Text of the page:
When the manager does not have time to wait for the crowd, then he or she can gain information from the idea’s content, which comprises unstructured textual data. To distinguish between novel and similar ideas, this study developed a measure for ideas’ relative distinctiveness as compared with previously submitted ideas. Both highly dissimilar (i.e., distinctive, new) and highly similar (i.e., more of the same) ideas have a higher implementation probability. Moderately distinctive ideas, however, are not likely to be implemented. The use of nonlinear data analysis methods exposed this previously undiscovered relationship between idea distinctiveness and idea implementation. Our observations here make sense, since firms look for both incremental (“do better, yet more of the same”) and radical (“new to the firm or industry”) ideas. Highly innovative ideas typically demand more support from senior management and require substantial time and investment to develop. Therefore, it makes sense to first identify ideas that the firm considers quick wins. Since community members vote and comment on ideas, it is reasonable to find that idea content is important, but not the top predictor of idea implementation compared with crowd feedback, since text mining approaches, unlike humans, can fail to accurately capture information in ideas.

Contributor experience was also predictive of idea implementation; however, of the 3Cs, its role was smallest. Generally, similarly to Bayus (2013), more experience in generating ideas facilitates idea implementation: community members who have a history of generating ideas or have had ideas implemented previously have a higher probability of having new ideas implemented compared with contributors with no such history. This observation is supported by research of Simonton (2003, 2004), which argues that a contributor’s productivity in generating implemented ideas is strongly associated with the number of submitted ideas. One reason for our observations could be that, as users generate more ideas and monitor the firm’s response on these ideas, they get a better sense of what the firm considers valuable and likewise adapt their suggestions to the firm’s feedback. Although this may result in ideas that are less original and less valuable to the firm, this is not necessarily a problem in cases of small updates. Similarly, a positive effect of community membership (“tenure”) and community interaction (“number of previous contributor comments”) on idea implementation can be observed. This finding supports prior literature that stated that by communicating, contributors revise their own ideas, get multiple views on their ideas, and are more exposed to problems faced by other consumers. As a result, they are more likely to generate ideas relevant to the firm.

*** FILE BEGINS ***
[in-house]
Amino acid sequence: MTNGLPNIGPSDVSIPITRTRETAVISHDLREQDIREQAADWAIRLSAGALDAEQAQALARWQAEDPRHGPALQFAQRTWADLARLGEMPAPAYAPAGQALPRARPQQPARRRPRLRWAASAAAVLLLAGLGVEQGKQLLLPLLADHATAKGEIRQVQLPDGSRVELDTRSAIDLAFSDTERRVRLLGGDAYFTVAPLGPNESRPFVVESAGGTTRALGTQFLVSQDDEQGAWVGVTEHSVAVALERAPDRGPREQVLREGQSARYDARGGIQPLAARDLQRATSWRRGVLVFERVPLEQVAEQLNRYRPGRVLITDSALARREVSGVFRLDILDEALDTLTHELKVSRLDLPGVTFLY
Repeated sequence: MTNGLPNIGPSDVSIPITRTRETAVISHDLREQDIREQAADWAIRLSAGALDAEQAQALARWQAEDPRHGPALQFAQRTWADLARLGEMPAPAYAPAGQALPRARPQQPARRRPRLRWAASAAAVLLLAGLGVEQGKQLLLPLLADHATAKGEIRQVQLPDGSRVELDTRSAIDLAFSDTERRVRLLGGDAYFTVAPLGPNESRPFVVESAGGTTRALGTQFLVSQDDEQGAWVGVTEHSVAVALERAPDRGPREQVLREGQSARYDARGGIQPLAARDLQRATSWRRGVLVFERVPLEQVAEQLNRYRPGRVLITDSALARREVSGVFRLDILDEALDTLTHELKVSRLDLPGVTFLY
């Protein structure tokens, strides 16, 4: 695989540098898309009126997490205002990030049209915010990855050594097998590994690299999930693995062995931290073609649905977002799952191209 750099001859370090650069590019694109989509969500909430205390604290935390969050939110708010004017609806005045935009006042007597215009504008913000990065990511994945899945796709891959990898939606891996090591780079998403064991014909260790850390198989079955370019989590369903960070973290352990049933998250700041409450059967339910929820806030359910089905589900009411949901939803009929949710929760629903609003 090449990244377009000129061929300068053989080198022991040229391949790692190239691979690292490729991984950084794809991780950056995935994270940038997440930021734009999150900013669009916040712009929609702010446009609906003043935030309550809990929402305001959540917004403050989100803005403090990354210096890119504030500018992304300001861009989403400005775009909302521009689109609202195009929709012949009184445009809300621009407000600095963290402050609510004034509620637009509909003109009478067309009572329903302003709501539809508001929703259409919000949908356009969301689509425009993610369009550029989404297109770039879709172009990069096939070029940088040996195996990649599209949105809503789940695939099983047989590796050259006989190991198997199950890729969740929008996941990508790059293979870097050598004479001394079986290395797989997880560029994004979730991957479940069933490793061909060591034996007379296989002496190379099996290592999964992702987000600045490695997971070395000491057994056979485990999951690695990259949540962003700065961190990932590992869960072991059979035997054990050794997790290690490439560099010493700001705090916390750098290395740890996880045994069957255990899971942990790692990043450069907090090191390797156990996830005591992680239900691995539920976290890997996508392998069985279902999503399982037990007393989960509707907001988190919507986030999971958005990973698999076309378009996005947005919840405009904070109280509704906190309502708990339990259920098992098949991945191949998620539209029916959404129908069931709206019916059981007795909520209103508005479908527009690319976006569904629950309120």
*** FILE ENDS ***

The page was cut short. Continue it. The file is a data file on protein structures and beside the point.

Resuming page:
It is important to note that the positive effects of prior idea generation took time to develop. More specifically, contributors become better at generating valuable ideas in a nonlinear fashion. Therefore, in line with previous research, firms are advised to aim to retain contributors for longer periods of time to be able to sufficiently capitalize on this effect. In our study, members who were active for about a month (25 days) prior to their idea suggestion had a higher probability of getting their idea implemented.

This research was adapted and abridged from an article by Stephen Hoornaert, Michel Ballings, Edward C. Malthouse, and Dirk Van den Poel published in the Journal of Product Innovation Management (2017).

Written by Edward C. Malthouse, Erastus Otis Haven Professor at Northwestern Medill IMC
Edited by John Pietrowicz, Medill IMC Class Of 2018


Bayus, B. L. 2013. Crowdsourcing new product ideas over time: An analysis of the Dell IdeaStorm community. Management Science 59 (1): 226–44.

Simonton, D. 2003. Scientific creativity as constrained stochastic behavior: The integration of product, person and process perspectives. Psychological Bulletin 129 (4): 475–94.

Simonton, D. 2004. Creativity in science: Chance, logic, genius, and zeitgeist. New York: Cambridge University Press.